Configuring application-level health monitors for Connect on BIG-IP Local Traffic Manager

Challenge: In order to make sure that the BIG-IP LTM performs failover in case one of the application servers in a cluster/pool should hang, you will want to make certain that the VIP that points to the application server pool is configured with an application-level health monitor. If you simply probe the health of the Connect servers with a default health monitor at the level of the IP stack, then there are potential cases when the BIG-IP LTM might send traffic to a server with a non-responsive application that only seems alive to lower-level probing mechanisms such as the packet Internet groper (PING). Always set the health monitor to probe for an actual string of content on the Connect server; all high-end hardware-based load-balancing devices (HLD) offer application-level health monitoring. The configuration of the monitor may not always be intuitive as each HLD has a different interface and different means of probing an application, but the following guidance will help you get an appropriate monitor in place on BIG-IP LTM as well as demonstrate the concept for implementation with other HLDs.

Example: Consider that you have three server pools and three VIPs. The only VIP and pool combination that needs an application-level health monitor for failover is the Connect application HTTPS server VIP and pool:

HTTPS VIP: connect.adobe.com: 10.10.10.1:443 points to Connect servers: 192.168.0.1: 443 and 192.168.0.2: 443

The probe or health monitor should point to a string on each Connect Enterprise server in its pool to check the health of each server. If one of the servers in the pool becomes non-responsive, the monitor will mark the server down and the HLD will redirect all traffic to the remaining server.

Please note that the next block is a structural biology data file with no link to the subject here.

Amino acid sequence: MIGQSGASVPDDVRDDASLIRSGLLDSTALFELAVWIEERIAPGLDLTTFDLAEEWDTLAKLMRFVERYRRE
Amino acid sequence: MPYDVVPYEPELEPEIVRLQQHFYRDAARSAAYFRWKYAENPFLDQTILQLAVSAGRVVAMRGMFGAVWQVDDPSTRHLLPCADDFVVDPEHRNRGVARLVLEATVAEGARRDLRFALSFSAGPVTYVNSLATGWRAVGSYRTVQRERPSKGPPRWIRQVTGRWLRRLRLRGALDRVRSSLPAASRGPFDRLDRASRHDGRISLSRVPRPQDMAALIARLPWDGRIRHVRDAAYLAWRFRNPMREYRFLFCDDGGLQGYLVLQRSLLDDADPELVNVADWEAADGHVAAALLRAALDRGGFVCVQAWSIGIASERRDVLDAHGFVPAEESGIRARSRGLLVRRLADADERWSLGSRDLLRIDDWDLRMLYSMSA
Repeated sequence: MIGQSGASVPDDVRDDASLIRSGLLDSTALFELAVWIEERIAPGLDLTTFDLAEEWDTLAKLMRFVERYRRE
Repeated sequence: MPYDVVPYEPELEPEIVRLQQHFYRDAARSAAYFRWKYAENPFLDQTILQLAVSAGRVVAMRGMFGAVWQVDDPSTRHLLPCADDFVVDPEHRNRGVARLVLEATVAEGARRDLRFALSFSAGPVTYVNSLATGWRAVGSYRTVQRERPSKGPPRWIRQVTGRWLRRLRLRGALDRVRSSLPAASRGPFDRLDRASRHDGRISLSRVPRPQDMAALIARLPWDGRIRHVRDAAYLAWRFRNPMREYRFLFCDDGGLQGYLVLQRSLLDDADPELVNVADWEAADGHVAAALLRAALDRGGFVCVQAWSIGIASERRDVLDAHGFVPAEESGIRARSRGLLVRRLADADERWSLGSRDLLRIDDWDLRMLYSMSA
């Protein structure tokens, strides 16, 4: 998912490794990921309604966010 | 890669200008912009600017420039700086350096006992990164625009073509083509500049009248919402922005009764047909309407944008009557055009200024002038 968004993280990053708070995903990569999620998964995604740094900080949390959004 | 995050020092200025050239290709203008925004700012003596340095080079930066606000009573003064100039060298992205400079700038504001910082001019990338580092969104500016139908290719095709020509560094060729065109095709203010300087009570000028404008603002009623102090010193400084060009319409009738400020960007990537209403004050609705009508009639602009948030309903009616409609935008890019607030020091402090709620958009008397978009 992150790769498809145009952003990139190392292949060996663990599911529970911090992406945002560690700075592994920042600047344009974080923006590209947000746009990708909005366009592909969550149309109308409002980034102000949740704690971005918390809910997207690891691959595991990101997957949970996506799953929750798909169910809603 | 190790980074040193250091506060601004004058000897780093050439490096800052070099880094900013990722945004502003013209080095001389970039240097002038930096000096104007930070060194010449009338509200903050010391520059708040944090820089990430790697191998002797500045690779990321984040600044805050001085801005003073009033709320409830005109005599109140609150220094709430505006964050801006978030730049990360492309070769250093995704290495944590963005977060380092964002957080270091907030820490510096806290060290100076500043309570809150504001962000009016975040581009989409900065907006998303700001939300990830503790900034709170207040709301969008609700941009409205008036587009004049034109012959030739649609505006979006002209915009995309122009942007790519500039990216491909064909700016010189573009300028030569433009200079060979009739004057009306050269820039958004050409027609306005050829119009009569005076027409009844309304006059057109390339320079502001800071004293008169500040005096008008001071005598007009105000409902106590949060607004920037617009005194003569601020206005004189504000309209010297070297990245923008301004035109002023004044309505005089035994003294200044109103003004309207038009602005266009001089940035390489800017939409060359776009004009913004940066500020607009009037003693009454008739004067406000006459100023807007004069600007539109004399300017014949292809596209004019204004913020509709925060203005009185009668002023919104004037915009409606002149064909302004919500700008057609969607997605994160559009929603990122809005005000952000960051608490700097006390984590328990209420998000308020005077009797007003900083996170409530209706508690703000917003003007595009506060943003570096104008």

The Connect Meeting server VIP/pool combinations do not need a health monitor because the Connect application server pool handles failover for the Connect meeting rooms:

RTMPS VIP: meeting1.adobe.com: 10.10.10.2:443 points to Connect Meeting server meeting1 192.168.0.1: 1935

RTMPS VIP: meeting2.adobe.com: 10.10.10.3:443 points to Connect Meeting server meeting2 192.168.0.2: 1935

Because there is only one server in each pool, there is no place for the HLD to redirect meeting traffic should one of the Acrobat Connect Professional meeting servers fail to respond. The only reason to probe the Connect Meeting server VIP/pool combinations might be to trigger an email message to an administrator to warn that one of the Connect Meeting servers is problematic and that the application pool has triggered failover.

What to do: The best string on the servers that you may point your application-level health monitor towards is the testbuilder diagnostic page:

/servlet/testbuilder

The testbuilder page will send back the “status-ok” string.

It is best to point the health monitor to the testbuilder page rather than a simple HTML string, because testbuilder is actually probing the Connect Enterprise database to make sure there is a healthy connection. If there is any problem with the Connect server application, then testbuilder will not report the “status-ok” string.

Each HLD has a different interface to configure these monitors and each one does the check differently, the following example works with F5 BIG-IP LTM against testbuilder:

send “GET /servlet/testbuilder HTTP/1.1\nHost: \nConnection: Close \n\r\n”
“status-ok”

For an LTM-based monitor called connect_testbuilder:

monitor connect_testbuilder {
defaults from http
recv “status-ok”
send “GET /servlet/testbuilder HTTP/1.1\nHost: \nConnection: Close \n\r\n”
}